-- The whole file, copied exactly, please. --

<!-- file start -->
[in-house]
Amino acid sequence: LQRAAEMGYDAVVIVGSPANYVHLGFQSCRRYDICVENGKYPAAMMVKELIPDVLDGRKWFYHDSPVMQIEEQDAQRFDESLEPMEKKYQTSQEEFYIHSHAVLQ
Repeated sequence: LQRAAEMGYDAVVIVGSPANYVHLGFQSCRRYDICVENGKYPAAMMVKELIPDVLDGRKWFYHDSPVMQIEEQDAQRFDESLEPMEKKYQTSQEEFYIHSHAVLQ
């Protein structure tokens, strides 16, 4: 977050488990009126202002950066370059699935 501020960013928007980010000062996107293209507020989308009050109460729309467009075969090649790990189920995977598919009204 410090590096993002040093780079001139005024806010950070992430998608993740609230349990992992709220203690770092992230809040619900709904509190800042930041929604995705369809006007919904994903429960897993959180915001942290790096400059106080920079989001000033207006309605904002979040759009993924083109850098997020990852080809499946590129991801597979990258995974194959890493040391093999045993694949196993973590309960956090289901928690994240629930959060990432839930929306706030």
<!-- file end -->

[in-house]
Amino acid sequence: LQRAAEMGYDAVVIVGSPANYVHLGFQSCRRYDICVENGKYPAAMMVKELIPDVLDGRKWFYHDSPVMQIEEQDAQRFDESLEPMEKKYQTSQEEFYIHSHAVLQ
Repeated sequence: LQRAAEMGYDAVVIVGSPANYVHLGFQSCRRYDICVENGKYPAAMMVKELIPDVLDGRKWFYHDSPVMQIEEQDAQRFDESLEPMEKKYQTSQEEFYIHSHAVLQ
């Protein structure tokens, strides 16, 4: 977050488990009126202002950066370059699935 501020960013928007980010000062996107293209507020989308009050109460729309467009075969090649790990189920995977598919009204 410090590096993002040093780079001139005024806010950070992430998608993740609230349990992992709220203690770092992230809040619900709904509190800042930041929604995705369809006007919904994903429960897993959180915001942290790096400059106080920079989001000033207006309605904002979040759009993924083109850098997020990852080809499946590129991801597979990258995974194959890493040391093999045993694949196993973590309960956090289901928690994240629930959060990432839930929306706030």